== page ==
Kaitlin Grady is a classicly trained cellist from North Carolina. Don’t let the bow fool you though, this girl rocks (hard). She’s part of the folk/indie pop group Saints Apollo and the experimental/psychedelic rock group The Once and Future Kings.
After just finishing Saints Apollo’s full-length album and at the precipice of the Hopscotch Music Festival, Kaitlin was able to join me for five questions, talking “orch-nerds,” opening for Big Boi(?!?!) and starting a band via Craigslist.
1. How did Saints Apollo come together? Is it easier to form bands nowadays?
Kaitlin Grady: Saints Apollo started as a duo who met at a local music meetup, and the rest of the band was added via Craigslist and mutual friends. I definitely have noticed that internet resources play a huge role in band formation, and social networking facilitates a lot of great musical connections. I would certainly feel far more removed from the local music scene if it weren’t for bands’ online presence via Facebook, Twitter, ReverbNation, and other mediums to musical networking.
2. I think your sound is really unique. It reminds of me The Lumineers, Mumford and Sons. I feel like that type of music is having a rebirth. Do you feel with the growth of electronica and EDM (electric dance music) bands are going back to their roots?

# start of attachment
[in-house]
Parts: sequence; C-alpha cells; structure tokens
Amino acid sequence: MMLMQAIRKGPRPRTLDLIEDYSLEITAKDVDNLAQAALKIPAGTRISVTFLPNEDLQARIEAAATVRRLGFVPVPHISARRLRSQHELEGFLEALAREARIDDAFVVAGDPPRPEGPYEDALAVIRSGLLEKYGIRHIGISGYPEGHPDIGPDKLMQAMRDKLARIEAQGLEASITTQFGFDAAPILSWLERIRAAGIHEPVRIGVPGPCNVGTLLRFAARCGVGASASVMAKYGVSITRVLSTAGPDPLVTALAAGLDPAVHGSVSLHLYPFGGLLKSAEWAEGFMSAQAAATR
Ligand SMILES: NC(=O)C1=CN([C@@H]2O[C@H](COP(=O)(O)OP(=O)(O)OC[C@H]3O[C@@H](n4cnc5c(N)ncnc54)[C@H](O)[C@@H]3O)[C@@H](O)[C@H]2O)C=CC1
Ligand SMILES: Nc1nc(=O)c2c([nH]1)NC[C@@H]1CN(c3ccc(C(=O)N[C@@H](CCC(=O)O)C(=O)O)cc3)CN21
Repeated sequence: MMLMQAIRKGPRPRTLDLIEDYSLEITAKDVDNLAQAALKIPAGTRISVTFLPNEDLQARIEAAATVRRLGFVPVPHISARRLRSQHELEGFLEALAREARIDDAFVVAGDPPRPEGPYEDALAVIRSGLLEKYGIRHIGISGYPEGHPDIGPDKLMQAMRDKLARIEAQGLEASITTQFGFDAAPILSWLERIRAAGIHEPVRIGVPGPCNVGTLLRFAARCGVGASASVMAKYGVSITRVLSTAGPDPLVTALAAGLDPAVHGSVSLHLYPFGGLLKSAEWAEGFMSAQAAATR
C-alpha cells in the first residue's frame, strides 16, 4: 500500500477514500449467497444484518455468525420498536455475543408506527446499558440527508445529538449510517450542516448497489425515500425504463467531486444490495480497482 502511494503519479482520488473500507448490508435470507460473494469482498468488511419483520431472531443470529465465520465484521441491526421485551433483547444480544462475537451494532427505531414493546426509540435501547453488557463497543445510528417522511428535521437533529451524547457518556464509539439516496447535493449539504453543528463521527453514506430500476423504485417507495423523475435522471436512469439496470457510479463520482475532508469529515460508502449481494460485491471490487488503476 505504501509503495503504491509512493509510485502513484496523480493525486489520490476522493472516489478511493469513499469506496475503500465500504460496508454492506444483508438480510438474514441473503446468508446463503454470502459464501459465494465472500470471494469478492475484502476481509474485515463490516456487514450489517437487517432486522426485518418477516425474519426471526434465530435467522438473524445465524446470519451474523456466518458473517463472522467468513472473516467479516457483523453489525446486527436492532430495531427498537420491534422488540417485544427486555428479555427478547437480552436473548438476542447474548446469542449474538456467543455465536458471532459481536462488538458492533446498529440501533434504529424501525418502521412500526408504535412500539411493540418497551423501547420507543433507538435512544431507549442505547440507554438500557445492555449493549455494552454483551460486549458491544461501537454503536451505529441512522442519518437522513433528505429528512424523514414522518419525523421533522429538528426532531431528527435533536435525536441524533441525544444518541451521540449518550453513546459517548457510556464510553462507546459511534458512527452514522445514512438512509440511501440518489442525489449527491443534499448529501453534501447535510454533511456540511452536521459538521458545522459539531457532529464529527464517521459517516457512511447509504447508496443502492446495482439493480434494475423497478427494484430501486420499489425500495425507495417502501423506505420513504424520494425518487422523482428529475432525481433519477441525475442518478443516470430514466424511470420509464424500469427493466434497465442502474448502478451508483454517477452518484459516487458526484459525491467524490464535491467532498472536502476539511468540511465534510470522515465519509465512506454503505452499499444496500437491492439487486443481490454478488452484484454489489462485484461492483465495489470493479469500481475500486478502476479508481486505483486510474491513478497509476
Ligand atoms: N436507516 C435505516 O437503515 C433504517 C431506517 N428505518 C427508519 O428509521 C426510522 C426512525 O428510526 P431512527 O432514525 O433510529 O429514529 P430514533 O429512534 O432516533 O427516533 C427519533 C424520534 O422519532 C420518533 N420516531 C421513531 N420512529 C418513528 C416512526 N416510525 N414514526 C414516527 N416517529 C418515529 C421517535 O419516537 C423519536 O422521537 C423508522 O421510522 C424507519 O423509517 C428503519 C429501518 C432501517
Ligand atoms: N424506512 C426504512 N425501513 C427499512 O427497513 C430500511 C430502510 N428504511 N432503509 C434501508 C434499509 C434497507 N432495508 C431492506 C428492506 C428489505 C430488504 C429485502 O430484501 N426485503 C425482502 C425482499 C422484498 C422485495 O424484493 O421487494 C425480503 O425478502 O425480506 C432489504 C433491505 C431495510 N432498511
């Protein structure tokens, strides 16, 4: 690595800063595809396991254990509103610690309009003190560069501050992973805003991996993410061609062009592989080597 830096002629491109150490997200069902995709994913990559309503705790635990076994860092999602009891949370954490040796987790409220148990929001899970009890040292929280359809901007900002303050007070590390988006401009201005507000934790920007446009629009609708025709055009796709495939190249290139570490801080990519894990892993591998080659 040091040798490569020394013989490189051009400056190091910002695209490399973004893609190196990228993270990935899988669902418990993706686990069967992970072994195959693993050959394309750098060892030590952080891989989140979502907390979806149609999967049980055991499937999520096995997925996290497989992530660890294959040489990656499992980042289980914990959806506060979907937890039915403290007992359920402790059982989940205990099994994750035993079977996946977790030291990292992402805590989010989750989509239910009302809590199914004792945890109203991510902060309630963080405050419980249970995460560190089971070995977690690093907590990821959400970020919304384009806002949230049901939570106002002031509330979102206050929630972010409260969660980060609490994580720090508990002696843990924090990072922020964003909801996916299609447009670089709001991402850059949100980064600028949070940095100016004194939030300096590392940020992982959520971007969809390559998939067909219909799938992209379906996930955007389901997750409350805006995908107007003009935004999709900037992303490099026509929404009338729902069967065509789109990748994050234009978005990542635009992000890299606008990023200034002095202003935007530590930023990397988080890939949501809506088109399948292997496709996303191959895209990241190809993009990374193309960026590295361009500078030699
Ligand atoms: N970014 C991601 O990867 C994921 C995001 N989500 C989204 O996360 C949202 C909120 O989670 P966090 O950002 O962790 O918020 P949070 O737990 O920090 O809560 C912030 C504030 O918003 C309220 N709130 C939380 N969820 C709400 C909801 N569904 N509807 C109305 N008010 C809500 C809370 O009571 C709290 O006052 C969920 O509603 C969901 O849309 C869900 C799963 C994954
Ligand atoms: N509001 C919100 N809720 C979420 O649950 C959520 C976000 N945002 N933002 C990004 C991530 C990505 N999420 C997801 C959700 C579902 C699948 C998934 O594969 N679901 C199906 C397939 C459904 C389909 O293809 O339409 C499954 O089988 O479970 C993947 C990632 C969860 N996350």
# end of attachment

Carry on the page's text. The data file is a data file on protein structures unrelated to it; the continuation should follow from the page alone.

KG: What a flattering comparison! It definitely seems apparent that the acoustic folk/americana genre is making waves at the moment, and we’re stoked that’s the case because we’ve subsequently been really locally well-received. I’ve never drawn a correlation between EDM music and the indie folk scene – that’s an interesting thought. Our drummer, Andrew Fetch, could probably answer that question better than I could considering that his alter ego is DJ ROU-DEE (https://soundcloud.com/dj_roudee). No doubt that I’d love to hear a Saints Apollo dubstep remix.
3. I know your a classically trained cellist. Did you want to be in band like this? Or have you only recently wanted to be in a “rock n roll” band? Why? Have you always like music like this?
KG: Honestly, the thought never even crossed my mind that cellists could rock until I started listening to bands like Jump Little Children and the Avett Brothers (both from NC!) in high school. Once I realized that being in a rock band was a possibility for a classically-trained “orch dork,” I knew it was something I wanted to pursue. My first band was called Ghost Cats of the South, which was kind of lo-fi indie pop. I currently play with Saints Apollo and an experimental/surrealistic indie rock band called Once & Future Kings.
4. What is the bands summer plans?
To listen to some of Saints Apollos (awesome) music, listen to this song below.